After about four hours of discussion, I delivered an impassioned speech on the merits of open source, free software, attempted to convince them to release their XML standard into the public domain, set up an XML-RPC server and allow brokerages to develop the software. This was lost on them in a tremendous number of ways. Why would they give away their valuable (in their eyes) XML standard to their competition? Why should they cooperate with people that they'd like to defeat? Why would brokerages develop software?
Try as I might, I made little more than a dent in their two basic misconceptions. And these are the misconceptions that most BigCos (credit to Dave Winer) have:
If they would take their largely-pathetic innovations and combine them with similar innovations of just a few other insurance companies, then they'd have something close to a standard. A standard would allow software developers of all sizes and shapes to develop software that would work for many insurance companies, brokers and agents and, if the standard continued to grow, perhaps a tremendous portion of the industry as a whole. A rising tide raises all boats, after all. But I guess Insurance Company didn't get that memo.
- Their idea/technology/standard is so incredibly valuable that they can't possibly share it with anybody under any circumstances.
- Cooperation with competition is inherently damaging.
I'm so eager to get my Asus motherboard back -- I've just sent back the one that they sent me to replace the one that I bought that was broken. (Phew.) I'm desperate to have a system that I can use for Python and PHP development, notably to be able to start making contributions (beyond bug filings and such) to PostNuke. My motives are largely itch-scratching; the bugs on cvillenews.com are really very irritating. But rather than fix them for myself every version, I'd like to get the changes into the source.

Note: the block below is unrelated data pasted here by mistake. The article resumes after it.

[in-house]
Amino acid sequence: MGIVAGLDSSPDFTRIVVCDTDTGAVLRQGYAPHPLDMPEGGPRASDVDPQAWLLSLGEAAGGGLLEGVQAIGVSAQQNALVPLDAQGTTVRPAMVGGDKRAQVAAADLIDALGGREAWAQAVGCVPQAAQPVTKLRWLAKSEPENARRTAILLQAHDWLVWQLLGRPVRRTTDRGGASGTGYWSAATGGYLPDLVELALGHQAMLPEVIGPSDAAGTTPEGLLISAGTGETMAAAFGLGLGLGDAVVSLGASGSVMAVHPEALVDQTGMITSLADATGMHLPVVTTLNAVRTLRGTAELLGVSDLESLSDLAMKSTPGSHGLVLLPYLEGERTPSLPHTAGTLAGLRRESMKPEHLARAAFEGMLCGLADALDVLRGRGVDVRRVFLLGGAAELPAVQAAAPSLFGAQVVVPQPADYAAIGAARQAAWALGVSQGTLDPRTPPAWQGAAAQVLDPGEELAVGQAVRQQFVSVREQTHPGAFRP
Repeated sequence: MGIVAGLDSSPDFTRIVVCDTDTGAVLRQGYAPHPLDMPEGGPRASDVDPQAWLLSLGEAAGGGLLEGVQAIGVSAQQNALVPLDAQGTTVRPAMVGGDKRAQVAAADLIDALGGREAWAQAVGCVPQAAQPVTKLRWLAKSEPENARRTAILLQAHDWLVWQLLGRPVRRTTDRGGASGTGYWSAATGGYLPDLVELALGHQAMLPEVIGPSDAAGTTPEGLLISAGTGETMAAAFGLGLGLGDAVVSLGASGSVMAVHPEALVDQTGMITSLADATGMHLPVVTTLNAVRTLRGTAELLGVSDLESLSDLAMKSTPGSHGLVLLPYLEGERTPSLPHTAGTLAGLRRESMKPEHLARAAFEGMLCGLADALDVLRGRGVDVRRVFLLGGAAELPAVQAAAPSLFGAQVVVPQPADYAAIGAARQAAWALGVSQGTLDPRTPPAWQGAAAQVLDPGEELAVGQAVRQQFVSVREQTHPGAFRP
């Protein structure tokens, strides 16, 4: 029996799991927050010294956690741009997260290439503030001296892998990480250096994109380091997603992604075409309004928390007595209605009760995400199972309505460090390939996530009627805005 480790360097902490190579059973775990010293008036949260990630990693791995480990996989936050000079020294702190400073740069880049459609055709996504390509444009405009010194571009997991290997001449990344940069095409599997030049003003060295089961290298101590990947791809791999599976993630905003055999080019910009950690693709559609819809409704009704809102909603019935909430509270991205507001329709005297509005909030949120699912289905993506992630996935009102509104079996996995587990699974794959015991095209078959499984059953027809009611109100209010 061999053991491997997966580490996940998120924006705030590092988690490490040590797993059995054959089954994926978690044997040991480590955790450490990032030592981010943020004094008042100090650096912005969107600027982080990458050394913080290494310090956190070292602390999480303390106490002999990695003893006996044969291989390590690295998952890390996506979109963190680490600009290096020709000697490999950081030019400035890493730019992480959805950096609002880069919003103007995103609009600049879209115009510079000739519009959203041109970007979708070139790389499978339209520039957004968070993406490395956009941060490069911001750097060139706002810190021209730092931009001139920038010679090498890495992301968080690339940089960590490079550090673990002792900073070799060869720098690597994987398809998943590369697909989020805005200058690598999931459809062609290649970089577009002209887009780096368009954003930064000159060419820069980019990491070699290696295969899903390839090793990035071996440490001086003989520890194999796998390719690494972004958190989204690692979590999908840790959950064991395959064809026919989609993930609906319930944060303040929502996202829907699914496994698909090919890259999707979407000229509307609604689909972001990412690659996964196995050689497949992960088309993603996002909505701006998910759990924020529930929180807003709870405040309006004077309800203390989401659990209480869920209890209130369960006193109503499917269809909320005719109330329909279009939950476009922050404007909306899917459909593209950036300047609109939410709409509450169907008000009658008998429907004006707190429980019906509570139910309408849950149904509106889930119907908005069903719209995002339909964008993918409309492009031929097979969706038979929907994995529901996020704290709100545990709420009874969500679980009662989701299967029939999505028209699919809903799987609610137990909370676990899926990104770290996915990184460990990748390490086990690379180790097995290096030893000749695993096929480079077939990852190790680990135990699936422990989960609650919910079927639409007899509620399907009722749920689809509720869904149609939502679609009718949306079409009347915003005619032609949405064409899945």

Anyhow, just gripin'.
I upgraded one of my sites from PHP-Nuke to PostNuke this evening. Boy, do I have a lot of bug fixes to submit. All of my old URLs broke; they're now hundreds of characters long. It ignored my old design and put on this nasty beige thing. User registration sucks just as much as ever. I'm baffled as to how to set the items that appear on the main menu. There are errors ("Block Type userbox Not Found") that mystify me; why would there be errors on a stock install? Moderation reasons don't appear: it just says "Score: 3" without any "Insightful" or anything. The whole system is really very confusing.
That said, I'm very happy with it. It's a fine project that is developing nicely. I've tracked it since day 1, and I have high hopes. But it's sure got a long way to go between v 0.714 and v1.0 if it's to be any good.
Note to PostNuke team: if you want an excellent, excellent program on which to model things, check out Gallery.
New HTML Parser: The long-awaited libxml2 based HTML parser code is live. It needs further work but already handles most markup better than the original parser.